More Americans will stream into subway trains and buses when vacationing in U.S. cities this summer, according to an American Public Transportation Association survey released Friday.
Some 28 percent of public-transit users said they will be more likely to use buses and trains while visiting a city this year than last year, according to the survey of 33,000 adults, with saving money the primary reason.
This summer, many city tourists will be saying 'no cab fare, no rental car, no problem,' William W. Millar, the president of the APTA, told a press release.
Some 62 percent of the people surveyed said saving money was their chief concern, while 61 percent said public transit would save them the worry of finding a parking space.
Thirty-nine percent said they would chose public transit because it is better for the environment.
Transit use will be highest in New York City, with 48 percent of travelers visiting the city opting to use buses and trains. Tourist transit use will also be high in Washington, Boston and San Francisco, according to the survey.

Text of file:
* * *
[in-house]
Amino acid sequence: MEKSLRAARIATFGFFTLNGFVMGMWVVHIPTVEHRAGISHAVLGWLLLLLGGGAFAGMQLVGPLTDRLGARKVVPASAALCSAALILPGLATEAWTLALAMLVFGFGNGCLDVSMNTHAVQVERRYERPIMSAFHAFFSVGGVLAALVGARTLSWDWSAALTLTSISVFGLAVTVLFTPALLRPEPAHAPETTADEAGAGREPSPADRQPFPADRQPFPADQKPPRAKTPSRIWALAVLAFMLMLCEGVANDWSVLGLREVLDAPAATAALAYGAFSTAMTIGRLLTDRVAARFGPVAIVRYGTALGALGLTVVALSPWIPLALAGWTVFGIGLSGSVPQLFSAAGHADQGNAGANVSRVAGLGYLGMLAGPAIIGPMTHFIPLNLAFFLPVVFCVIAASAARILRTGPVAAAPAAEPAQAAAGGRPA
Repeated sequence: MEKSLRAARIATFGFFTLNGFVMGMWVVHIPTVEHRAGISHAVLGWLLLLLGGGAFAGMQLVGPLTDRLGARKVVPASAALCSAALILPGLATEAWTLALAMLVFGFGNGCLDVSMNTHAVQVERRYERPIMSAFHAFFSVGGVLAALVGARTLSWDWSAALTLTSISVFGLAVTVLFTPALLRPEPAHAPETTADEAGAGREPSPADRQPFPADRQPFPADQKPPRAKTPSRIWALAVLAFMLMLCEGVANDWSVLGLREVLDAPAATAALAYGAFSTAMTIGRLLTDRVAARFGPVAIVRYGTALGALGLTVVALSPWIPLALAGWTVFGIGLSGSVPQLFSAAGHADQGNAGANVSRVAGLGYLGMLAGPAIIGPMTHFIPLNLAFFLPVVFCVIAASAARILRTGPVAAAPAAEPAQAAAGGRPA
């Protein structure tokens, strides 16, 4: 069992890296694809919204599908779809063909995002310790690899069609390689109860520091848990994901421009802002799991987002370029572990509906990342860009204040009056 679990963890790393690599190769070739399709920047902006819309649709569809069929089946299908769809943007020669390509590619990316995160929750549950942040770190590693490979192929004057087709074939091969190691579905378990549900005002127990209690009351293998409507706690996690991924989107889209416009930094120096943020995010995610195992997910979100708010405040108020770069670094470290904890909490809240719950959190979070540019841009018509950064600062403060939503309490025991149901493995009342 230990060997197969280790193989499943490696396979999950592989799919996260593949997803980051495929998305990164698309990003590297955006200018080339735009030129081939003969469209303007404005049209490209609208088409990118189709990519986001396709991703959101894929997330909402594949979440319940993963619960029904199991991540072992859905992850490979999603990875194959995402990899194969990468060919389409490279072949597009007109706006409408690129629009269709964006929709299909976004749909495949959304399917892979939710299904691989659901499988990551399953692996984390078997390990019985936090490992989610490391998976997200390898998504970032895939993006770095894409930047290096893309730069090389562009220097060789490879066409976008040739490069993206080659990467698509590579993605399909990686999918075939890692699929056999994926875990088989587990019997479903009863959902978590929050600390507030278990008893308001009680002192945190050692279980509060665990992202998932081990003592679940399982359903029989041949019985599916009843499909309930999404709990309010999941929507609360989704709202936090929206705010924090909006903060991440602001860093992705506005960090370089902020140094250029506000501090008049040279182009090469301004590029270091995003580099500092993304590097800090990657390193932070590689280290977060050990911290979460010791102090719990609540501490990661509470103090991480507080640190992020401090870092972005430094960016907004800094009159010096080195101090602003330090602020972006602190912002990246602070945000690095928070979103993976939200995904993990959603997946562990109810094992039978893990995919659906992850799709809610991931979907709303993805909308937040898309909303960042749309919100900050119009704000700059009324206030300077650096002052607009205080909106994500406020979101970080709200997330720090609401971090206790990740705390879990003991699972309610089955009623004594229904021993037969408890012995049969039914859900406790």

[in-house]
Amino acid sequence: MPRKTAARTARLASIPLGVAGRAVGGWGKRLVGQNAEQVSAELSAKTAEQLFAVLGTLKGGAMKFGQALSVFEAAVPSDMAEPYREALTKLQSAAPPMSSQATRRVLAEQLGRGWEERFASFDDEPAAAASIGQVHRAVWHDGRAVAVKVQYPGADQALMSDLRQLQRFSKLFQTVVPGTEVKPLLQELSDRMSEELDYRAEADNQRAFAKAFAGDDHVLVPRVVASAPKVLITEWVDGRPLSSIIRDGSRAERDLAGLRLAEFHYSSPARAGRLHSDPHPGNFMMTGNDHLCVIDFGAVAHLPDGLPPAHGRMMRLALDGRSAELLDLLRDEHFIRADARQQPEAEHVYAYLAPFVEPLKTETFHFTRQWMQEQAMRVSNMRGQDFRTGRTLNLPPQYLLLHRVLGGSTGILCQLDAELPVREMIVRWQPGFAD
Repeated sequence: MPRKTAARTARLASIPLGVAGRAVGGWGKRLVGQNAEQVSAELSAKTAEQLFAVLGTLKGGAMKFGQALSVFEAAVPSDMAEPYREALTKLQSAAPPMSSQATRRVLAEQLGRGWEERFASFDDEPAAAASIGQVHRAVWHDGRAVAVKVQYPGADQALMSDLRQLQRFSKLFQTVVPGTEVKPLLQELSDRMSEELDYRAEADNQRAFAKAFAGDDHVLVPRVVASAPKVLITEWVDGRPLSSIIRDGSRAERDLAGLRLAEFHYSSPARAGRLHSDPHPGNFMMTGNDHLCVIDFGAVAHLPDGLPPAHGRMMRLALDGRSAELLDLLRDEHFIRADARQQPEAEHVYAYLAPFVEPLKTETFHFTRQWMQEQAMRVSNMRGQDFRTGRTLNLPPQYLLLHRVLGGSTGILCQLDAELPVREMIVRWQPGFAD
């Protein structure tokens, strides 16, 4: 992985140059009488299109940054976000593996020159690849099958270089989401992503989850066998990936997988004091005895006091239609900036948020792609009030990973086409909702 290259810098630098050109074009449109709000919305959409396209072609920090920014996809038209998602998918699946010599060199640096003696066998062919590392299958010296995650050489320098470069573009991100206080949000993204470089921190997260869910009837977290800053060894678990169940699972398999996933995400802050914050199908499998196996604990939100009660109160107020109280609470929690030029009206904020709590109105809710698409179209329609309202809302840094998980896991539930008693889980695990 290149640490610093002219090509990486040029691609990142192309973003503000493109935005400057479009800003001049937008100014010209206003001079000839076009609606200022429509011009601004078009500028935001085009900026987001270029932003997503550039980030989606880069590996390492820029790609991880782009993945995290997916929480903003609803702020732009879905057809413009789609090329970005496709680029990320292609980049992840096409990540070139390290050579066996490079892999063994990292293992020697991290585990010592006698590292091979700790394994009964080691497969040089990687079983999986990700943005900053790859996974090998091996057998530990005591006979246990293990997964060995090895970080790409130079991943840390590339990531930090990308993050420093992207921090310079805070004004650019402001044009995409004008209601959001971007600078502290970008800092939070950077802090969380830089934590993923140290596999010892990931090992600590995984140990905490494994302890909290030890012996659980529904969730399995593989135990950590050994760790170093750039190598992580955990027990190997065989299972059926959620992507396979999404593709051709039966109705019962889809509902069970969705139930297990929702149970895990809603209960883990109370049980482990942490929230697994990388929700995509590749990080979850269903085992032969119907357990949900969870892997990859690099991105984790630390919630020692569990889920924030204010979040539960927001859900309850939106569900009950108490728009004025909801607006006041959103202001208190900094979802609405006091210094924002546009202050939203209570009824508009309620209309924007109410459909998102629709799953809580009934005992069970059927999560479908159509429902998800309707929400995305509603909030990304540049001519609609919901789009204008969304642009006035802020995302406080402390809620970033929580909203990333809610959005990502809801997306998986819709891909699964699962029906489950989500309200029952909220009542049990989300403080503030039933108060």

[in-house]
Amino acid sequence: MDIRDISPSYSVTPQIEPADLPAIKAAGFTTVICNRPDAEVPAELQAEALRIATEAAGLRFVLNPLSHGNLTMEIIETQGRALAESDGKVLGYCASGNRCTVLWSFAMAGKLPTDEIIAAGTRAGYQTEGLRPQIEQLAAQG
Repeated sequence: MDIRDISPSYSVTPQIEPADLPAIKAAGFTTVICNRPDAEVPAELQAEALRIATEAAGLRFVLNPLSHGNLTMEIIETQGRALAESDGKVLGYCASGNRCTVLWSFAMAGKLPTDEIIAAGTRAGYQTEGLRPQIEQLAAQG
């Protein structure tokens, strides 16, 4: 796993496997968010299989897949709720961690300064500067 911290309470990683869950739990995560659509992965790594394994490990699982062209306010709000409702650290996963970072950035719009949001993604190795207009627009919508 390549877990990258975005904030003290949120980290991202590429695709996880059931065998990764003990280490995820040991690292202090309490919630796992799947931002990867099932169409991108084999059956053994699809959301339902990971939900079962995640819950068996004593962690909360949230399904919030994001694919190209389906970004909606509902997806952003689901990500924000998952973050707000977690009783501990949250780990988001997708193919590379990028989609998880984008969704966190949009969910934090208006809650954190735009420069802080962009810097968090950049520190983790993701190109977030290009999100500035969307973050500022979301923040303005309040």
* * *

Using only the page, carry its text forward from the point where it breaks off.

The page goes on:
While most tourists are choosing public transit to keep green in their wallet, transit offers environmental benefits as well, said APTA's Millar.
According to the APTA, using public transit produces 95 percent less carbon monoxide, and 50 percent less carbon dioxide and nitrogen oxide per passenger than using a car.
Carbon dioxide and nitrogen oxide are greenhouse gases that scientists say contribute to global warming.